How Much Should I Put On A Brochure?

Designing Your Business Communication

Brochures are perhaps one of the two most powerful, yet inexpensive marketing tools you can have in your arsenal. While postcards may be the most effective, brochures can be designed to deliver the maximum amount of information in the least amount of space of any other type of literature you can distribute. But how do you make sure the brochure reaches who you want it to reach without saying too much?

While there are several different types of brochures available, the best to use is called the “tri-fold”. The reason you want to use this type is the fact that you can deliver a lot of information in a single piece of paper, giving your target what they need in terms of what to hook them with. If you’re targeting with a particular product, you can include at least one picture on one panel, or across two of them, giving the client a good look at it. Also, you can include a lot of information, or a lot of teaser data about the product.

If you’re leading in on a particular service, you can take the time to go in depth a little on what the benefits of the service are. What the client is going to be looking for will be covered in your bullet lists and your descriptions. This way, they’ve got a very good idea if your services are going to suit their needs.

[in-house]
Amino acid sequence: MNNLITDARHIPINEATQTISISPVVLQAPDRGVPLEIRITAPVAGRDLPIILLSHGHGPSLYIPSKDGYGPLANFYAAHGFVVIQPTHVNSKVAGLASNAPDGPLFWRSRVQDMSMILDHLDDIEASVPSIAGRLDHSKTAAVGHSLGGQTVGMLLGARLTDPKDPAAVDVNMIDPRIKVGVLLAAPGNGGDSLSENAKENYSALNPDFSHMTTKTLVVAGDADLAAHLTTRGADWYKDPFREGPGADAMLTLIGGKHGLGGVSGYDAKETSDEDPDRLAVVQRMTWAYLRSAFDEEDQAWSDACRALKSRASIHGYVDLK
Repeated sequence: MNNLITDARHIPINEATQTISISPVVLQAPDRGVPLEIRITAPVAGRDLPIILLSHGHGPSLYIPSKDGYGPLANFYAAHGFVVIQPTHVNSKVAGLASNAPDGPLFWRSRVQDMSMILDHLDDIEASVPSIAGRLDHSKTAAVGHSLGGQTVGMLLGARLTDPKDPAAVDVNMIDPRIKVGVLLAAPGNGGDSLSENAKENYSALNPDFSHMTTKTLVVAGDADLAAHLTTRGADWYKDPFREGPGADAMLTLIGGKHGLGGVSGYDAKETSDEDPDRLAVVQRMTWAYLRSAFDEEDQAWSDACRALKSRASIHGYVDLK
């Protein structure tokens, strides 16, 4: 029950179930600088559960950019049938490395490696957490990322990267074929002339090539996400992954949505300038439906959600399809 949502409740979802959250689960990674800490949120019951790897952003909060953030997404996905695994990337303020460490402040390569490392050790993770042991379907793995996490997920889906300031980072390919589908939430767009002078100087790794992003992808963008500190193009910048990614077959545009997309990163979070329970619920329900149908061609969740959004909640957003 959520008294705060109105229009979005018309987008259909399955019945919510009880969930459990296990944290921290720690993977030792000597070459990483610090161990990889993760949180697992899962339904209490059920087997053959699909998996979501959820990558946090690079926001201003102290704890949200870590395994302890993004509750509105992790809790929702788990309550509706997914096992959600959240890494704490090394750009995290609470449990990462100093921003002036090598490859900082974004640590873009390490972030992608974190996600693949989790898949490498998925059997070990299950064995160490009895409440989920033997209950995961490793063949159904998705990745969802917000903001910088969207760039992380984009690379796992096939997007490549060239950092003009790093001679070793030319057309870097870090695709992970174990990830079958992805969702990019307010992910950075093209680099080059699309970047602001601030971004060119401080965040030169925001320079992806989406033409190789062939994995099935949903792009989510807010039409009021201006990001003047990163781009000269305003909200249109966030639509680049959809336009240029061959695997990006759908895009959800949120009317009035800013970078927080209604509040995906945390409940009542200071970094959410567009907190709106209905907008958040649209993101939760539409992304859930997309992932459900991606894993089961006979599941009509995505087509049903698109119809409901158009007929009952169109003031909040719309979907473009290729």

Products you can use teaser info on, but services you want to push the benefits, so more detail is needed. That’s where using a brochure that is specific to one product or one service can be used to specifically target to one specific market. While you can do broader based brochures on your business, and on all the products or services you have to offer, you can use that same brochure concept to drill down to the specifics.

Using a brochure to cover your entire business means you only get to hit the highlights. You want the brochure to be clean and easily readable, so you don’t want to get the font size too small, nor do you want it to be too cluttered. When you’re trying to cover a lot of ground with a brochure, you’re using the “leave ‘em wanting more” philosophy. Give them just enough info on a product or service so they’ll want to call or email for more information.

Either way you choose to do your brochure is going to be great. Stick to one way or another, however. Trying to mix it up in the same brochure will invariably lose the customer’s attention and waste your effort.